Besides handing out a formal victory to the Bharatiya Janata Party (BJP) for the sixth consecutive term, emulating the Left Front’s record in West Bengal, the assembly elections in Gujarat have sent out some other calls as well. Two of these inter-related ones are the announcement of Rahul Gandhi’s arrival as a serious challenger and the vulnerability of the BJP in free and fair elections of 2019.
Gandhi has finally shed his reluctance to take on the task of reviving his party and has thrown himself full time into it with all his energy. Far more significant is the fact that during his extensive Gujarat campaign, he refused to react to the agenda set by the BJP, spearheaded by Prime Minister Narendra Modi, which had nearly become the norm since around 2012-13. He was constantly setting his own agenda and forcing Modi to respond to it. Modi did so by jumping from one wild allegation to another inconsistently, in a characteristic attempt to divert attention from the sharp attacks on the disaster brought about by his “reformist” measures. Gandhi had obviously given considerable thought to setting his own agenda: focus on the economy on behalf of those who had suffered most over the past three years and a half and to sidestep the question of his religious identity as irrelevant to the electoral battle by visiting temples, if a bit clumsily. His constant refrain was the favours given by the Modi government to “five or six” corporate houses and the wilful neglect of the poor farmers, the small businesses, the tribals and the daily wage earners, i.e. the “masses”. Even as he mocked Modi and the government, his language was never below par, unlike on the other side. This too may have earned him some approval rating. By aligning the Congress with three angry though raw young men venting pent up social anger against the present dispensation, Gandhi also showed the maturity of a seasoned politician in forging alliances for electoral victories so far taken as an exclusive Modi-Amit Shah preserve. All in all, he stood up with his feet firmly on the ground. And he landed up with respectable results for it. He has demonstrated that he is his own man. Victory and defeat are after all relative terms.
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The Modi-Shah triumphant march to claim 150 seats out of 182 on the other hand was given a short shrift by confining their party to 99, just above the half way mark. Of course 150 would be dismissed by Shah as a “chunavi jumla” much like the promise of 15 lakhs, i.e. not to be taken seriously. The dividing line between a serious electoral promise of the BJP and a non-serious “chunavi jumla” is getting harder to detect. Problem of credibility? At any rate, the Gujarat elections did show that alternative agendas have replaced a single agenda.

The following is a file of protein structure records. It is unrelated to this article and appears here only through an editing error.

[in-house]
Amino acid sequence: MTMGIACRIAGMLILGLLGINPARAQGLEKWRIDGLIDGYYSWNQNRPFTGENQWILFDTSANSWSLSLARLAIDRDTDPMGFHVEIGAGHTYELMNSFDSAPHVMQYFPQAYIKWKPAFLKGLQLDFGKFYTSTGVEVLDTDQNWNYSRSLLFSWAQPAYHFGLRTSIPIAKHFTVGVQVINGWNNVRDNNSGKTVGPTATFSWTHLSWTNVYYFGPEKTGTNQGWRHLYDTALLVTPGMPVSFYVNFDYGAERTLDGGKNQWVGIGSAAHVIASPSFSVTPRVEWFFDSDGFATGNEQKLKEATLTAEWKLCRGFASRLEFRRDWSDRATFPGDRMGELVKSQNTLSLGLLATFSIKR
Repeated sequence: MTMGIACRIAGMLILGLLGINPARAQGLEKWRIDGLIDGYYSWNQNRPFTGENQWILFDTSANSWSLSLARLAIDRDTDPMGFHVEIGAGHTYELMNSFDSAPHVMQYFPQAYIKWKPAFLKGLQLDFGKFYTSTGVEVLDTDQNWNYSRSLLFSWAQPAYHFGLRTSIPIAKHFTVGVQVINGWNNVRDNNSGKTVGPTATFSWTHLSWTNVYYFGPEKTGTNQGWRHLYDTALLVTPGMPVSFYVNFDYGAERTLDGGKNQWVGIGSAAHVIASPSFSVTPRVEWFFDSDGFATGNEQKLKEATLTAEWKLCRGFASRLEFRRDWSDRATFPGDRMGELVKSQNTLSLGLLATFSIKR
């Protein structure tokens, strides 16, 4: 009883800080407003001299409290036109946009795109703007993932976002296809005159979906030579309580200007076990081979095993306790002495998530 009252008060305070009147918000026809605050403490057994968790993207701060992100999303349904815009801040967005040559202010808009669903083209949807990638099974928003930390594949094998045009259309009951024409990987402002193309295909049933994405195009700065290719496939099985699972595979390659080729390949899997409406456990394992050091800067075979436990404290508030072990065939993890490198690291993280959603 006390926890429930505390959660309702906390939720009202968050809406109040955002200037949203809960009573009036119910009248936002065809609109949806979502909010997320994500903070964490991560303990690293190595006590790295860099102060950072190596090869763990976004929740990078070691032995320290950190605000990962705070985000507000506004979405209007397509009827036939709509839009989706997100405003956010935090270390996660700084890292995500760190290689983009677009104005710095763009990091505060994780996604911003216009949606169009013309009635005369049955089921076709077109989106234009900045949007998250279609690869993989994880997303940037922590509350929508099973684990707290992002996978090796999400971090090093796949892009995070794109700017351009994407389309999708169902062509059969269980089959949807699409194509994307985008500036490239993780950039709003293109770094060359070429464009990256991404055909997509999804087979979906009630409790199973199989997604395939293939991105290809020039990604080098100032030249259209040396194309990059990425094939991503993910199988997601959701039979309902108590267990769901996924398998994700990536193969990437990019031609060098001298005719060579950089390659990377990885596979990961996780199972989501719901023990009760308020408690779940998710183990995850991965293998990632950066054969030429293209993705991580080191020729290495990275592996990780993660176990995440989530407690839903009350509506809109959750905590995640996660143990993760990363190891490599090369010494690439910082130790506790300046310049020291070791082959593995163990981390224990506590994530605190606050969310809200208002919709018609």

Where do Congress and Gandhi go from here? Not being a committed Congress supporter, I could fairly announce “none of my concern”; but as citizens it does concern us all whether we are being led in one direction or another by our political class. We would thus expect that Gandhi, besides sharpening his focus on the economy, would also take up another, perhaps even graver, challenge to the integrity of the Indian nation posed by the Sangh parivar: the assault of Hindutva on bharatiyata. The BJP did raise its hackles during the elections over Gandhi’s religious identity and he sought to respond to it by overly demonstrating his Hindu, even janeu wearing, self, the conventional soft Hindutva response to hard Hindutva. A very defensive soft Hindutva at best, much like attempting to win over the hardcore Mullahs by quoting the Quran and the hadees to them. Even at a personal level, at least three strands of religious identity mark Gandhi’s being: the Kashmiri Pandit, the Parsi and the Catholic, and to foreground one of the three is not the most honest or even endearing act. But far more important is the identity of Indian-ness, bharatiyata, which is by its nature inclusive and antithetical to a single exclusive religious identity. When asked by the Sangh Parivar to prove his religious identity in Gujarat, if he had responded with “My religion is bharatiyata”, the questioner would have probably run for cover. But unfortunately that chance was missed.
With as much energy as Gandhi put into his Gujarat campaign, highlighting the economic distress unleashed by the Modi government, he needs to now pick up on the other equally major disaster being wreaked upon India by the same forces. The economy can perhaps recover in a short or medium span but the damage to India’s cultural and social fabric would be far more durable and deadening.
This needs to be taken up as an urgent campaign around the country, a campaign that is inclusive of all whose hearts beat for the nation. And one cannot wait until the dates of the next elections are announced to start this campaign. It is not hard to imagine that the electoral process and this campaign are intimately intertwined. The BJP’s Hindutva card is its chosen pathway to electoral victory; the bharatiyata campaign should be a counterpoint, a breaking of the link between religious identity and the political process. A bharatiyata that is not partisan to any segment, not weighted for or against any group of citizens. A campaign to proclaim: proud to be Indian.
Civil society has already initiated some baby steps in this direction by launching campaigns like Not in My Name and Say No to Hatred which evoked massive response across the country, even as the initiatives were taken through spontaneous rather than organised action. The ground support for an organised and sustained campaign is ready. Will Gandhi, the Congress, and others take up this bigger challenge? This, among other actions, will be an important step towards rejuvenating the 132-year-old party.
Harbans Mukhia taught history at Jawaharlal Nehru University.